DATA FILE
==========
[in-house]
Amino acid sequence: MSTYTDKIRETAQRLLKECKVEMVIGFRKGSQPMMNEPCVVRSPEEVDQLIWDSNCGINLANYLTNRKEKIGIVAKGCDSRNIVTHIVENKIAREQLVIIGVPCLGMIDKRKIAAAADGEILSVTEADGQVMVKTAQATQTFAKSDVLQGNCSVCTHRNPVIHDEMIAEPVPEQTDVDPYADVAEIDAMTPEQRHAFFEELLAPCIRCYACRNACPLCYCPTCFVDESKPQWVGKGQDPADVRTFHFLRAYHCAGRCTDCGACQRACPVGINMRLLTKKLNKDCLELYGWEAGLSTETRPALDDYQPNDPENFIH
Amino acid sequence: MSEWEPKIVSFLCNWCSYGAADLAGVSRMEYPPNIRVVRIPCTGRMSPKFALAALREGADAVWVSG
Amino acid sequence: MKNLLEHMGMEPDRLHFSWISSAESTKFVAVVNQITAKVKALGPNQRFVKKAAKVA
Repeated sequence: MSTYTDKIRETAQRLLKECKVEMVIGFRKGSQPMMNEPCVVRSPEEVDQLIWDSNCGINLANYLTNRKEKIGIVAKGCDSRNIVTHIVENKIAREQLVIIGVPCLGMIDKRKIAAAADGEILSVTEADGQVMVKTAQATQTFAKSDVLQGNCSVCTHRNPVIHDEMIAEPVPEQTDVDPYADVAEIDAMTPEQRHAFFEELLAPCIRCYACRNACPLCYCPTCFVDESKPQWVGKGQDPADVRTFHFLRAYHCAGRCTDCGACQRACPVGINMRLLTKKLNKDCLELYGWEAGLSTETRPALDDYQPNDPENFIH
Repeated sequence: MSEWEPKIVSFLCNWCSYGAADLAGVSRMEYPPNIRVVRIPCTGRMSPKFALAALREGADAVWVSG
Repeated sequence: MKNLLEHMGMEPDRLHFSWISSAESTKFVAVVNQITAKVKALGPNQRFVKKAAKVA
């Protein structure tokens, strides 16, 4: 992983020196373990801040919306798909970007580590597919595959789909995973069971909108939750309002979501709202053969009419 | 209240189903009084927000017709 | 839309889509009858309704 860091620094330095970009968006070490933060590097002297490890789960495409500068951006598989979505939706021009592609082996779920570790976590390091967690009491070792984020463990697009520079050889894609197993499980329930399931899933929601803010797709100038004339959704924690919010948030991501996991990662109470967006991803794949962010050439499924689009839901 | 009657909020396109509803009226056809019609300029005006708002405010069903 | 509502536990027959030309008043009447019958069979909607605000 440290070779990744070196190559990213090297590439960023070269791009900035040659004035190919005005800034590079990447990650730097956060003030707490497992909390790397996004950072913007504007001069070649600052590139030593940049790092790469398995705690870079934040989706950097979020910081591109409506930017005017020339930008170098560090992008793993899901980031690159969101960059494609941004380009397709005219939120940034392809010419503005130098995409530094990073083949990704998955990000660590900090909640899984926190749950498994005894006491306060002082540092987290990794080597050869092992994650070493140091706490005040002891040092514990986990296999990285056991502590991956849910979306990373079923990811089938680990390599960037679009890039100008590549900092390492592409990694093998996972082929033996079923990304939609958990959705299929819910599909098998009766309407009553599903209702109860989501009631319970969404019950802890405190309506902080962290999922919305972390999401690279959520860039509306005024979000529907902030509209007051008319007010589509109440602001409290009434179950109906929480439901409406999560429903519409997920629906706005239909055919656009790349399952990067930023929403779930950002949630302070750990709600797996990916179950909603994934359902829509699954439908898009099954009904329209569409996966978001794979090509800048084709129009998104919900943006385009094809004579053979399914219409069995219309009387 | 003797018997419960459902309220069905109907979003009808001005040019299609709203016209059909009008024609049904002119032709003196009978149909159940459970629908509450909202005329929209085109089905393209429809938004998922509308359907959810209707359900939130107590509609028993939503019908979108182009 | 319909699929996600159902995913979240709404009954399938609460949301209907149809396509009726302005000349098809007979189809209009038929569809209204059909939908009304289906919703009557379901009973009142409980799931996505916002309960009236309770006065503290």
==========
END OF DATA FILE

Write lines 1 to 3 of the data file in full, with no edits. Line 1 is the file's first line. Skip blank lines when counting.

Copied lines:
[in-house]
Amino acid sequence: MSTYTDKIRETAQRLLKECKVEMVIGFRKGSQPMMNEPCVVRSPEEVDQLIWDSNCGINLANYLTNRKEKIGIVAKGCDSRNIVTHIVENKIAREQLVIIGVPCLGMIDKRKIAAAADGEILSVTEADGQVMVKTAQATQTFAKSDVLQGNCSVCTHRNPVIHDEMIAEPVPEQTDVDPYADVAEIDAMTPEQRHAFFEELLAPCIRCYACRNACPLCYCPTCFVDESKPQWVGKGQDPADVRTFHFLRAYHCAGRCTDCGACQRACPVGINMRLLTKKLNKDCLELYGWEAGLSTETRPALDDYQPNDPENFIH
Amino acid sequence: MSEWEPKIVSFLCNWCSYGAADLAGVSRMEYPPNIRVVRIPCTGRMSPKFALAALREGADAVWVSG